Recipe Review

The Classic Philadelphia Cheesecake Recipe Is as Easy as It Gets. But Is It Too Good to Be True?

published Sep 26, 2019
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Credit: Joe Lingeman/Kitchn; Food Stylist: CC Buckley/Kitchn

In our search for the ultimate cheesecake recipe, we knew we needed to include what many people consider the classic: The Philadelphia Classic Cheesecake. With over 206 reviews and an average rating of 4.5/5 stars, it’s safe to say this recipe is a serious crowd-pleaser. With just six ingredients and four steps, it’s also as easy as it gets — you don’t even have to mess with a water bath!

Could something so simple really end up being the best? And can you actually bake a cheesecake without a water bath? It was time to find out.

Credit: Joe Lingeman/Kitchn; Food Stylist: CC Buckley/Kitchn

Here’s How to Make the Classic Cheesecake Recipe

The classic Philadelphia cheesecake is arguably the most simple cheesecake recipe you can make (apart from a no-bake version). You’ll start out by combining graham cracker crumbs, sugar, and melted butter to create a simple crust. The mixture is then pressed into the bottom of a springform pan and set aside.

In the bowl of a mixer, beat cream cheese, sugar, and vanilla extract until creamy. Add four eggs, one at a time, until the mixture is completely smooth. Pour batter over the top of your prepared crust and smooth the top out into an even layer. Transfer the cheesecake to a preheated oven and bake until the center is almost set, about 55 minutes. (Note that this recipe does not use a water bath and bakes the cheesecake directly in the oven.)

Remove cheesecake from the oven, run a knife around the edge to loosen it up, and refrigerate for at least four hours before serving. That’s it! No-fuss, no water bath, and practically zero effort — a seriously easy cheesecake recipe.

Credit: Joe Lingeman/Kitchn; Food Stylist: CC Buckley/Kitchn

My Honest Review of the Philadelphia Cheesecake Recipe

The first thing I noticed about this cheesecake was how brown the edges were. It looked almost like the beginning stages of a Basque burnt cheesecake — a cheesecake known for its deep, dark browning. This most likely has to do with the fact that this cheesecake is baked directly in the oven without the protection of a water bath. The center was rather pale, and it also sunk in the center. It wasn’t the most attractive cheesecake — but it wasn’t ugly, either.

Taste-wise, the cheesecake was fairly standard. The crust was crunchy and had a nice texture, but was rather bland. A bit of cinnamon or vanilla extract could have helped it take on more personality. The cheesecake itself was smooth, creamy, and not too sweet. The tang of the cream cheese was still present and provided a nice contrast to the sweetness.

While there was nothing to dislike about this cheesecake, there was also nothing to love, either. The flavors were mild and muted, and nothing stood out as exciting or interesting. This recipe could come in handy if you wanted to create an off-the-cuff cheesecake using fresh fruit you picked up at the market, but it’s not worth making again without a little extra love. Try adding lemon zest, some additional extracts, or topping it with something fun like macerated fruit. The cheesecake is so incredibly simple that it needs a pop of excitement to bring it to life.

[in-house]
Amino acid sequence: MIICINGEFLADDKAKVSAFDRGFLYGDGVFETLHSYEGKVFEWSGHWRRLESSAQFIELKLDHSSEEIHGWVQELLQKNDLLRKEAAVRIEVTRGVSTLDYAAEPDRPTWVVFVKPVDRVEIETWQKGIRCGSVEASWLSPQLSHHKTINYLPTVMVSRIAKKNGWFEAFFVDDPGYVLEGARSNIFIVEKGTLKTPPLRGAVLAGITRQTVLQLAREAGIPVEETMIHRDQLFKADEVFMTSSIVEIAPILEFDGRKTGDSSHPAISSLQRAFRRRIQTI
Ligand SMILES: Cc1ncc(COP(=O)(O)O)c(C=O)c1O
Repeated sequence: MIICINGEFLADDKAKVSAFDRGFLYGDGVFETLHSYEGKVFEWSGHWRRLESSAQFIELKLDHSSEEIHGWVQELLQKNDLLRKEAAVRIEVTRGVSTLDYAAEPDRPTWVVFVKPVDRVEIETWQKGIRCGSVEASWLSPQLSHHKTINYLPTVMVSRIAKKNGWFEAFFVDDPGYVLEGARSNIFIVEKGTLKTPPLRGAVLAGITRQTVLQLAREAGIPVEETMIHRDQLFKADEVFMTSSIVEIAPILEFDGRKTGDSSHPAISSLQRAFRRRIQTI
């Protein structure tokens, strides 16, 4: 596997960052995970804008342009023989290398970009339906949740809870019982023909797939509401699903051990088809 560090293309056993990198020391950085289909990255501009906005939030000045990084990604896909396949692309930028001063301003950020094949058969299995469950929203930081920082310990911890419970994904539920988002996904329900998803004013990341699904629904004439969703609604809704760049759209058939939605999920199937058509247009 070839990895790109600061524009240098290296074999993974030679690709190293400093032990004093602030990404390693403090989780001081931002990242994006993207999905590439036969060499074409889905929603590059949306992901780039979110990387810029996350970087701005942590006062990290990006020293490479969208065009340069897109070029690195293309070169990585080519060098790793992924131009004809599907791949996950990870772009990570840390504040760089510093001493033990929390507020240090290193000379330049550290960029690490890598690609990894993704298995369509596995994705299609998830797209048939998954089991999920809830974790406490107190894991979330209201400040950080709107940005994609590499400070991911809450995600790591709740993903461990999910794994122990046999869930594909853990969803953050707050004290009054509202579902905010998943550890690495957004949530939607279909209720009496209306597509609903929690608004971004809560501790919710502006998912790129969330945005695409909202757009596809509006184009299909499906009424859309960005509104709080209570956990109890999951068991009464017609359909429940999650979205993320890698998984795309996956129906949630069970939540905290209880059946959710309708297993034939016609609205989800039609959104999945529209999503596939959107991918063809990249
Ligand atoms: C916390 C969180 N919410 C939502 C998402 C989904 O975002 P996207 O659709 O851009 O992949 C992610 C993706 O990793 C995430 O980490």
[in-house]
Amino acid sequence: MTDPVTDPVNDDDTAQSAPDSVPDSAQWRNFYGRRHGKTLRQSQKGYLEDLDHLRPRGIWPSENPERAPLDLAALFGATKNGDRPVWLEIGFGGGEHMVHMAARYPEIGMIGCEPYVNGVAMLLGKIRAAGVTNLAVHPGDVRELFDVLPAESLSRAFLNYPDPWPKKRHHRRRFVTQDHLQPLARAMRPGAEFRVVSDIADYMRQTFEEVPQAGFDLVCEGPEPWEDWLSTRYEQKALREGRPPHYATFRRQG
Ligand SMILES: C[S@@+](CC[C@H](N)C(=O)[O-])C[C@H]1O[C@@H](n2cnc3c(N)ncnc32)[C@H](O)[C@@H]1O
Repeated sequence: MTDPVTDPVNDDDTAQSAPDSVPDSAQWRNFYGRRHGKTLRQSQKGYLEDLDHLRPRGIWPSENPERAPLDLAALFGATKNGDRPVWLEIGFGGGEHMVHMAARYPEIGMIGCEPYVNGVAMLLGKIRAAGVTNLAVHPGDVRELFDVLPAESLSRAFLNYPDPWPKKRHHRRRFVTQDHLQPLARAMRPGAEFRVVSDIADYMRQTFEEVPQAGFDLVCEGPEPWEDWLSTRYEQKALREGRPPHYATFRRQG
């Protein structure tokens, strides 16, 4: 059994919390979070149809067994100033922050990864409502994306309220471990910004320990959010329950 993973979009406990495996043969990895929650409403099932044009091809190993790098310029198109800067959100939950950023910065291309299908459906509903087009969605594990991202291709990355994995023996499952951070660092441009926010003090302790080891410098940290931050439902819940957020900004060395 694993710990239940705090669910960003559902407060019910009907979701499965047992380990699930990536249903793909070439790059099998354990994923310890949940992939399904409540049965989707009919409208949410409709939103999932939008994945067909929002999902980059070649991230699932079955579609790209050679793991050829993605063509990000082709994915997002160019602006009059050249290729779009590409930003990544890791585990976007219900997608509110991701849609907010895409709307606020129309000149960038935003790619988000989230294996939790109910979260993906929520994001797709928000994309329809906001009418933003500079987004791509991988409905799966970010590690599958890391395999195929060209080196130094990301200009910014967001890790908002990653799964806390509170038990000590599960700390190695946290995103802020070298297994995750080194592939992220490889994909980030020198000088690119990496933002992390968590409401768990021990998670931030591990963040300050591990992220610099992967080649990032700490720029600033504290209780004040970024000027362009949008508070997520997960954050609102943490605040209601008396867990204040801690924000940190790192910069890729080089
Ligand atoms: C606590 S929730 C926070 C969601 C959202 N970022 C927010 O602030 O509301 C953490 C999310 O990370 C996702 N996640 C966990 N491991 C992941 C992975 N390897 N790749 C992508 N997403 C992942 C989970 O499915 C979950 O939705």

I’ll be keeping this recipe in my back pocket, but only as a base formula I can riff on.

Credit: Charli Nowak
Philadelphia Cheesecake

If You’re Making a Philadelphia Cheesecake, a Few Tips

When you’re ready to bake a Philadelphia Classic Cheesecake, here are a few things to keep in mind.

1. Lightly coat your springform pan in nonstick cooking spray: This will prevent the edges of your cheesecake from sticking to the sides.

2. Consider using a water bath: If the idea of brown edges on a pristine white cheesecake bothers you, consider baking this recipe in a water bath. Just wrap the springform pan in foil, place it in a large baking dish filled with 1-inch of water, and bake until the center is no longer jiggly. Your edges will be less likely to brown this way.

3. Try adding some spices to the crust: The crust is rather plain, so feel free to add cinnamon or other spices to add some additional flavor. Half a teaspoon of ground cinnamon would completely transform it.

4. Try adding some additional flavoring to the base: Lemon zest, oil, or extract would help take this (rather boring) cheesecake to a whole new level.

5. Don’t rush the cooling time: It needs the full four hours to set — so be patient.

  • Difficulty to Make: 1/10
  • Taste/Texture: 5/10
  • Appearance: 4/10
  • Overall Rating: 5/10

Have you ever made a Philadelphia Classic Cheesecake? Tell us what you thought! 

Credit: Joe Lingeman/Kitchn; Food Stylist: CC Buckley/Kitchn

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